4. Get active during the day, it will help your body be ready to sleep at night. This is especially important for our kiddos who may be sitting the majority of their day in front of a screen for school. 
  5. Limit the consumption of sugary or caffeinated foods or drinks before bed 
  6. Sleep before you get overtired- sometimes kids can struggle to fall asleep when they get overtired. A simple thing such as moving their bedtime forward by 30 minutes may help them fall asleep before they reach the overtired stage of the night. 

We all know that life is going to happen, and there will just be some of those days when falling asleep is hard. Our hope for your family is that this doesn’t become the norm and that you all can start finding some consistency once again! 

We’ve got more simple steps for not just surviving but thriving as a family right now. Register today for our FREE online parenting class “Parenting in a Pandemic: Secrets for Survival.” It’s full of helpful information about the impact of anxiety on the brain and body and simple survival tips that you can start using today with your family.


As kids grow, their connections and interactions with people outside of their families grow. The pandemic has drastically changed many of these social interactions from school to sports to hanging out with friends. As parents, we are not only attempting to navigate all these changes for ourselves, but for our kids as well. Nobody has done this before and it can feel overwhelming to know how to even help our kids.

This week, Jessi is sharing four things that she’s found helpful in parenting her kids during this time. They’ve made a difference in her family and maybe one or more of them can be helpful to you. Watch the video below to get four tips on how you can help older kids navigate social situations during a pandemic.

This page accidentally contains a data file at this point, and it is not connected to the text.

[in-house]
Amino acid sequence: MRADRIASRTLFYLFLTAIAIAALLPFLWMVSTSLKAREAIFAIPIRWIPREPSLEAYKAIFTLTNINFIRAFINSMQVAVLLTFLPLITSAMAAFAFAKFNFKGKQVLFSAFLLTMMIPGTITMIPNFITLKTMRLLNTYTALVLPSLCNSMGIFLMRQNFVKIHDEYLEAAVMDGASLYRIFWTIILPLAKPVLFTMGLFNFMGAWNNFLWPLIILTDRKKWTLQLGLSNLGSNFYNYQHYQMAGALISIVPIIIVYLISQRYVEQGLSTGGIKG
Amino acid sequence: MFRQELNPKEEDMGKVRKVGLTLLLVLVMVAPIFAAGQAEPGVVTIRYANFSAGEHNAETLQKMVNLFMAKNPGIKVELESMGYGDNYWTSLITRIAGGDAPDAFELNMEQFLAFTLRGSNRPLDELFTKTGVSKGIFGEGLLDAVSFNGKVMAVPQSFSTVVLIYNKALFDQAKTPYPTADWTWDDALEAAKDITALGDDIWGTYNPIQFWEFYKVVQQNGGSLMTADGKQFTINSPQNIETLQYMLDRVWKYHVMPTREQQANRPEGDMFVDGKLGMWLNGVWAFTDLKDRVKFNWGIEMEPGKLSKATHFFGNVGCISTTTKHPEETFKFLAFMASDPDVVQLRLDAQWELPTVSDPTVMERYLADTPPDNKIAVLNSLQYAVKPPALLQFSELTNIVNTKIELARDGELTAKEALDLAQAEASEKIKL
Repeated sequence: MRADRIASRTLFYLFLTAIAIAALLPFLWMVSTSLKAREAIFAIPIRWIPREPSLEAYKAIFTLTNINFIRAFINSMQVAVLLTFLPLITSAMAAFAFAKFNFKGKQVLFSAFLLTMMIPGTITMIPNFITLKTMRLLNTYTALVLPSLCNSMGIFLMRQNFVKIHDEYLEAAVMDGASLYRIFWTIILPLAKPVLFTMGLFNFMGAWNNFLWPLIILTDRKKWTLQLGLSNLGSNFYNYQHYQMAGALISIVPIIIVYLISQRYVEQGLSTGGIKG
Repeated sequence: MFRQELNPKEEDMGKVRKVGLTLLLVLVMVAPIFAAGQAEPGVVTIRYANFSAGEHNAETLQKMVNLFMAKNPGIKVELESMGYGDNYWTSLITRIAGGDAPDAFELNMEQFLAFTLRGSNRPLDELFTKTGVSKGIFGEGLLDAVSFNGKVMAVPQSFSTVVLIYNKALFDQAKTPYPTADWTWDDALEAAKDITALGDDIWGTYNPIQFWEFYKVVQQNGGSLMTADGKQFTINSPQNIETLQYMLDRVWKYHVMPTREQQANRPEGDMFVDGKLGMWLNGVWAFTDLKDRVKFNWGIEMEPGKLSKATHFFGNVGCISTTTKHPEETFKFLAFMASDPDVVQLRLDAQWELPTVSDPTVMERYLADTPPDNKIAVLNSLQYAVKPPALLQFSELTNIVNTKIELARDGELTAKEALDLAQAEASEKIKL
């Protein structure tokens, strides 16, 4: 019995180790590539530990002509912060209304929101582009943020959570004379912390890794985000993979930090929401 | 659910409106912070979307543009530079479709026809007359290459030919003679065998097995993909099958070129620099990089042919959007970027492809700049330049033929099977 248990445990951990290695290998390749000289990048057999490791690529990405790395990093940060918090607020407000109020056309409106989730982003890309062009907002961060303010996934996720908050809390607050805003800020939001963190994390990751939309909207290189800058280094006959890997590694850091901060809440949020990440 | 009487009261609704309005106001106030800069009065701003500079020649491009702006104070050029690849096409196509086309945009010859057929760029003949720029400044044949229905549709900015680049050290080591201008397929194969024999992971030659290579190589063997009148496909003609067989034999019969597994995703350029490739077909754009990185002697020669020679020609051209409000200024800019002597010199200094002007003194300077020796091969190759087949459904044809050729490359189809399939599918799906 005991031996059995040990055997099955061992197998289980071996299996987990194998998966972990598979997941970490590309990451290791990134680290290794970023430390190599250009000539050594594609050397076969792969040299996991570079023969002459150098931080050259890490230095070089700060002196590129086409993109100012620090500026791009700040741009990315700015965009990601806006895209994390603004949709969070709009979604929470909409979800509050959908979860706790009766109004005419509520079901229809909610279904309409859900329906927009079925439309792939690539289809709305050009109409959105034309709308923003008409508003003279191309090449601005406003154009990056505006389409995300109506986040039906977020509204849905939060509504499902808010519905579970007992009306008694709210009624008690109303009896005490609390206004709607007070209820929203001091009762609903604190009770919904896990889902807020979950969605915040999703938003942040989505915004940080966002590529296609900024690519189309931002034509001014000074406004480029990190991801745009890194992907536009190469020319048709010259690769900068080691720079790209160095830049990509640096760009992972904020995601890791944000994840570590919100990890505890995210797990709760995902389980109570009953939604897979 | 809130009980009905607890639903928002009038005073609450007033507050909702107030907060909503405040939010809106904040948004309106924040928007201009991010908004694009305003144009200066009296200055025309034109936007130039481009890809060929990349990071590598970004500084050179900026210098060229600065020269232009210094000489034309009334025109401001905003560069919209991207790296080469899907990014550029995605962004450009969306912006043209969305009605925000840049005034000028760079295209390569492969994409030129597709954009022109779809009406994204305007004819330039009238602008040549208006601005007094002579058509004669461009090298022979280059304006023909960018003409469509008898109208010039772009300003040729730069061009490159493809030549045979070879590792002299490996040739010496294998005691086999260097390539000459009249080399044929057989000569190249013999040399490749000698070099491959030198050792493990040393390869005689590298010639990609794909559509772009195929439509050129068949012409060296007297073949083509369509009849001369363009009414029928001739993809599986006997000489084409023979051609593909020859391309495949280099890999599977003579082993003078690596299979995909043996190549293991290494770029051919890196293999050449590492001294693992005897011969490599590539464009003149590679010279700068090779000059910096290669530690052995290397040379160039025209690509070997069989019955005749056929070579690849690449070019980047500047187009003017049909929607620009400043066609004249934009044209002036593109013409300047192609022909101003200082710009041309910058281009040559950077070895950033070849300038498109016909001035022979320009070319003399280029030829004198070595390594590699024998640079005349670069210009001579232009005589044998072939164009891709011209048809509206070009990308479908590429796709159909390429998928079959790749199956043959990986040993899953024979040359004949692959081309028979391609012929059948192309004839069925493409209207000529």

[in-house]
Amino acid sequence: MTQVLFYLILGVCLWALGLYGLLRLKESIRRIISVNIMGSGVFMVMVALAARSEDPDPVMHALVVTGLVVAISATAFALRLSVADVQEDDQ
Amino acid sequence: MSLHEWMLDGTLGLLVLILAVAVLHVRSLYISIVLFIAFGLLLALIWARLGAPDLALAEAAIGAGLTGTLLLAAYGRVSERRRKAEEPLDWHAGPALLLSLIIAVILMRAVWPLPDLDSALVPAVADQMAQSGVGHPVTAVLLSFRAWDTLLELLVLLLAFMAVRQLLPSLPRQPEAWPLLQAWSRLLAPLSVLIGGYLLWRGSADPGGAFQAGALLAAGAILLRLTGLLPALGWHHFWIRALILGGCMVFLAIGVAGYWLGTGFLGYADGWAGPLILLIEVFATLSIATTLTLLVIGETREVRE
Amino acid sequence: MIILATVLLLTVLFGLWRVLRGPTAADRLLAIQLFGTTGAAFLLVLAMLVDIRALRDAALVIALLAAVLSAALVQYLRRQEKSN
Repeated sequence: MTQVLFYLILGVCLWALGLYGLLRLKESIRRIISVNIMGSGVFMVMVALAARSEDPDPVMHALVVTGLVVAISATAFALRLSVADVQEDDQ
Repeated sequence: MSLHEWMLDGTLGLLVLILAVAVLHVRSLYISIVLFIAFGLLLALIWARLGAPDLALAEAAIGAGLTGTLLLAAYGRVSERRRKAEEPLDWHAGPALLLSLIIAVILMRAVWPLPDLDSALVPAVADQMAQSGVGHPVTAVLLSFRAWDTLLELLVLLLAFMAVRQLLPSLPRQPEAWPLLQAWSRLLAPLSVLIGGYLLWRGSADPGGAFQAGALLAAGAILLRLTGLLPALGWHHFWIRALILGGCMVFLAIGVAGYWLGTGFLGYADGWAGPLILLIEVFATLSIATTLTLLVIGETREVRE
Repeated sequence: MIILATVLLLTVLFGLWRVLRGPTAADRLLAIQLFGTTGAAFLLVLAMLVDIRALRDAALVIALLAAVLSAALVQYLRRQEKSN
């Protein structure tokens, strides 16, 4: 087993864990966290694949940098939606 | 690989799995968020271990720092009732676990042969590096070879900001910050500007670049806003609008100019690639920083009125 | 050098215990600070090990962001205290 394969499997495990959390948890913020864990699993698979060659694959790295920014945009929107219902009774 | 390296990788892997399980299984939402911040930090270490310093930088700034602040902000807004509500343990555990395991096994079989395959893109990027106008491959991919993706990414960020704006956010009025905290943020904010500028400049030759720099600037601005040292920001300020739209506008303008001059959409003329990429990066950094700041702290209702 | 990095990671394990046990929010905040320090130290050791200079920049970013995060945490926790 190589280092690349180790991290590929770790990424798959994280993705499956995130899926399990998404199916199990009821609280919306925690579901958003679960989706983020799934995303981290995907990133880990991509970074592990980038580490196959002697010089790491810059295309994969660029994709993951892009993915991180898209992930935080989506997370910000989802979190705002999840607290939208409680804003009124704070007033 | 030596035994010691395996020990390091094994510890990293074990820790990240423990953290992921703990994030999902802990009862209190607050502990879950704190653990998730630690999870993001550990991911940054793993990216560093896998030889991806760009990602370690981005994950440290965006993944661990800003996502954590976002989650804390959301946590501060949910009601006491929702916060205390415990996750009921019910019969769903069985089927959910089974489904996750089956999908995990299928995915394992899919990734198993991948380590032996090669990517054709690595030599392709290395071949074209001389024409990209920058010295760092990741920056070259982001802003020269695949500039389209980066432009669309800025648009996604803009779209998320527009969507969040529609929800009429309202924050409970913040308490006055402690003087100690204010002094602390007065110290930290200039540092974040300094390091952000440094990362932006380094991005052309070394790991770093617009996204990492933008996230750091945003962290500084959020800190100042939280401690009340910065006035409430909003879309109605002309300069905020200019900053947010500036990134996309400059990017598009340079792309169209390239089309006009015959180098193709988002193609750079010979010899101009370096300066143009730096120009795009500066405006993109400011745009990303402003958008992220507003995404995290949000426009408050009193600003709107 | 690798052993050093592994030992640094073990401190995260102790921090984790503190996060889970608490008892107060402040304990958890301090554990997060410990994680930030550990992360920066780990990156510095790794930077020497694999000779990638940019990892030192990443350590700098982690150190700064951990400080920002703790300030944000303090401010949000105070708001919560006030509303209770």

Want more tips for not just surviving but thriving as a parent during a pandemic? Register for our FREE parenting class, “Parenting in a Pandemic: Secrets for Survival” today!


#1 – The Unexpected CAN Happen, AND We Will Survive

If you told me last September that school would suddenly be forced to move to a virtual platform, that we would spend over six weeks quarantine at home, that I would not be spending my fall cheering on the sidelines of the football field, I would have laughed. 

I really want to be able to promise my children that A+B always equals C but reality is so many things influence our experiences that we have no or limited control over. If I structure our lives around trying to cling to the assurance of specific things happening, we will be disappointed. It’s not that that I don’t think it’s important to dream and have a vision for the future we want. I absolutely believe that’s important. Dreams and goals move us forward into thriving and healthy life. However, the pandemic has once again taught me that I can make plans, dream, and continue show-up in the present moment, no matter what is going on. 

#2 – Rhythms are Important